Learning to Stand Up

We learn so much a a conscious level and then we forget what we learn and use the skill. You see, Erickson had a terrific advantage over others, he had polio, and he was totally paralysed and the inflammation was so great that he had a sensory paralysis, too. Luckily, however, he could still move his eyes and his hearing was undisturbed.
He got very lonely lying in bed, unable to move anything except his eyeballs. He was quarantined on the farm with 7 sisters, one brother, two parents, and a practical nurse. So how could he entertain himself?
He started to watch people and their environment. He soon learned that his sisters could say “no” when they mean “yes.” And they could say “yes” and mean “no” at the same time. They could offer another sister an apple and yet hold it back. And Erickson decided to begin to pay great attention to nonverbal language and body language.
He had a baby sister who had begun to learn to crawl. Now he couldn’t walk – he couldn’t even crawl. So you can imagine the intensity with which he watched his baby sister grow from crawling to learning how to stand up. And you don’t even know how you learned to stand up. You don’t even know how you walked. You can think that you can walk in a straight line for six blocks – with no pedestrian or vehicular traffic. You don’t know that you couldn’t walk in a straight line at a steady pace!

You don’t know what you do when you walk. You don’t know how you learned to stand up. You learned by reaching up your hand and pulling yourself up. That put pressure on your hands— and, by accident, you discovered that you could put weight on your feet. That’s an awfully complicated thing because your knees would give way—and, when your knees would keep straight, your hips would give way. Then you got your feet crossed. And you couldn’t stand up because both your knees and your hips would give way. Your feet were crossed—and you soon learned to get a wide brace—and you pull yourself up and you have the job of learning how to keep your knees straight—one at a time and as soon as you learn that, you have to learn how to give your attention to keep your hips straight. Then you found out that you had to learn to give your attention to keep your hips straight and knees straight at the same time and feet far apart! Now finally you could stand having your feet far apart, resting on your hands.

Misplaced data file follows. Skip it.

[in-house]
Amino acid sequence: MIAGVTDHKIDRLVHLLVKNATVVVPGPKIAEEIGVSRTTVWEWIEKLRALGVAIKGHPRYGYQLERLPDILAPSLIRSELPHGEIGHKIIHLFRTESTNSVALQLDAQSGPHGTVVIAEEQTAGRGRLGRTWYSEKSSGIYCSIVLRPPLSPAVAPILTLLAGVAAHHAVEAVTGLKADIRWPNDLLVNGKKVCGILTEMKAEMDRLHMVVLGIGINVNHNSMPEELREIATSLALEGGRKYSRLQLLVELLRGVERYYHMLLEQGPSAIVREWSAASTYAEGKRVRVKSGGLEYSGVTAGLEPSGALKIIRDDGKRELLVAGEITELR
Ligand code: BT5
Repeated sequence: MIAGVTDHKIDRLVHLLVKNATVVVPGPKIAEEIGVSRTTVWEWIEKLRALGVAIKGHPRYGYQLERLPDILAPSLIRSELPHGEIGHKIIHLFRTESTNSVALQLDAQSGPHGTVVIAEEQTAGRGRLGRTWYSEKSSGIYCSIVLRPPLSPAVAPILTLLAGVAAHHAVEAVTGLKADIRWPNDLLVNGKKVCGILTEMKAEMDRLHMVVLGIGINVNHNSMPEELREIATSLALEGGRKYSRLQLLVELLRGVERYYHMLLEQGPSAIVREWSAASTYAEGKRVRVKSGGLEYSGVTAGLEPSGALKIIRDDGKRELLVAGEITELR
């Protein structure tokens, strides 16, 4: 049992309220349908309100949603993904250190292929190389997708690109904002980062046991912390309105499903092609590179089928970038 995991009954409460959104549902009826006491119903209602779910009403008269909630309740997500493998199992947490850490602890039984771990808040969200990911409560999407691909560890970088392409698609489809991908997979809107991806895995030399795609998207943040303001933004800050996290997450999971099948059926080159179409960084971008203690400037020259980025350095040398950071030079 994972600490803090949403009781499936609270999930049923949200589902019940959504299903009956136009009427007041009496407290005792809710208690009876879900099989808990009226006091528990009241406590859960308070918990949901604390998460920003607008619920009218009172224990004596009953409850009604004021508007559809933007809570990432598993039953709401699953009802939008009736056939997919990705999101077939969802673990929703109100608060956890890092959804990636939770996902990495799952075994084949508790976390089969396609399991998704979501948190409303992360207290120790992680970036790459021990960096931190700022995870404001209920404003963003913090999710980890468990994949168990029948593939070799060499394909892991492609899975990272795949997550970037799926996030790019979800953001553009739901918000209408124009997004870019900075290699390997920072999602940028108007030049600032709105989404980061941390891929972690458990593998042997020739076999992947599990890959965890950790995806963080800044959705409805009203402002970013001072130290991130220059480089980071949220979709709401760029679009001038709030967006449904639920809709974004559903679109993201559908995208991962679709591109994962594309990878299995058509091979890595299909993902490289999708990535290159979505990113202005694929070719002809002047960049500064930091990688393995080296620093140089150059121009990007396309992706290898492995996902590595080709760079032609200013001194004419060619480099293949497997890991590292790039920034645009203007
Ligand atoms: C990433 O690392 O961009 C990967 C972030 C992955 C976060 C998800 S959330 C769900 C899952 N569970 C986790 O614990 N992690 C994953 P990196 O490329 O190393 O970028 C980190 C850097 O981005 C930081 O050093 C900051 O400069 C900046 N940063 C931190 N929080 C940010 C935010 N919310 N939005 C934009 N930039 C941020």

Then came the lesson in three stages. You distribute your weight on your one hand and your two feet, this hand not supporting you at all. Honestly hard work-allowing you to learn to stand up straight, your hips straight, knees straight, feet far apart, this hand [right hand] pressing down hard. Then you discover how to alter your body balance. You alter your body balance by turning your head, turning your body. You have to learn to coordinate all alterations of your body balance when you move your hand, your head, your shoulder, your body—and then you have to learn it all over again with the other hand. Then comes the terribly hard job of learning to have both hands up and moving your hands in all directions and to depend upon the two solid bases of your feet, far apart. And keeping your hips straight —your knees straight and keeping your mind’s attention so divided that you can attend to your knees, your hips, your left arm, your right arm, your head, your body. And finally, when you had enough skill, you tried balancing on one foot. That was a hell of a job!

How do you hold your entire body keeping your hips straight, your knees straight and feeling hand movement, head movement, body movement? And then you put your one foot ahead and alter your body’s center of gravity! Your knees bent—and you sat down! You got up again and tried it again. Finally you learned how to move one foot ahead and took a step and it seemed to be good. So you repeated it—it seemed so good. Then the third step —with the same foot—and you toppled! It took you a long time to alternate right left, right left, right left. Now you could swing your arms, turn your head, look right and left, and walk along, never paying a bit of attention to keeping your knees straight, hips straight.

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